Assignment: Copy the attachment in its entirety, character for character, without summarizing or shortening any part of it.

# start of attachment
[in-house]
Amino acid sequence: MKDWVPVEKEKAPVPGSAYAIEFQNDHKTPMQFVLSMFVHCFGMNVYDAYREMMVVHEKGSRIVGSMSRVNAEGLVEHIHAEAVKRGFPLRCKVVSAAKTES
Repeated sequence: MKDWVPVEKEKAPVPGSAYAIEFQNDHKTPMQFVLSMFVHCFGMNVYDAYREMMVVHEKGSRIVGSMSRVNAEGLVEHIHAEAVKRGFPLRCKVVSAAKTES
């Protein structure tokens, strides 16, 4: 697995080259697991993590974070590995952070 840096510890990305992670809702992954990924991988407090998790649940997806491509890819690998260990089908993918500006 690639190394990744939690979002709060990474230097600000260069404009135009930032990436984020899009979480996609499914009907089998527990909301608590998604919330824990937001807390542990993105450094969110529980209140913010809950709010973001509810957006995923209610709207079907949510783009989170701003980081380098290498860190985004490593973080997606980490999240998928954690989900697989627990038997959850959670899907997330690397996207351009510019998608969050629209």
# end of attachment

[in-house]
Amino acid sequence: MKDWVPVEKEKAPVPGSAYAIEFQNDHKTPMQFVLSMFVHCFGMNVYDAYREMMVVHEKGSRIVGSMSRVNAEGLVEHIHAEAVKRGFPLRCKVVSAAKTES
Repeated sequence: MKDWVPVEKEKAPVPGSAYAIEFQNDHKTPMQFVLSMFVHCFGMNVYDAYREMMVVHEKGSRIVGSMSRVNAEGLVEHIHAEAVKRGFPLRCKVVSAAKTES
């Protein structure tokens, strides 16, 4: 697995080259697991993590974070590995952070 840096510890990305992670809702992954990924991988407090998790649940997806491509890819690998260990089908993918500006 690639190394990744939690979002709060990474230097600000260069404009135009930032990436984020899009979480996609499914009907089998527990909301608590998604919330824990937001807390542990993105450094969110529980209140913010809950709010973001509810957006995923209610709207079907949510783009989170701003980081380098290498860190985004490593973080997606980490999240998928954690989900697989627990038997959850959670899907997330690397996207351009510019998608969050629209």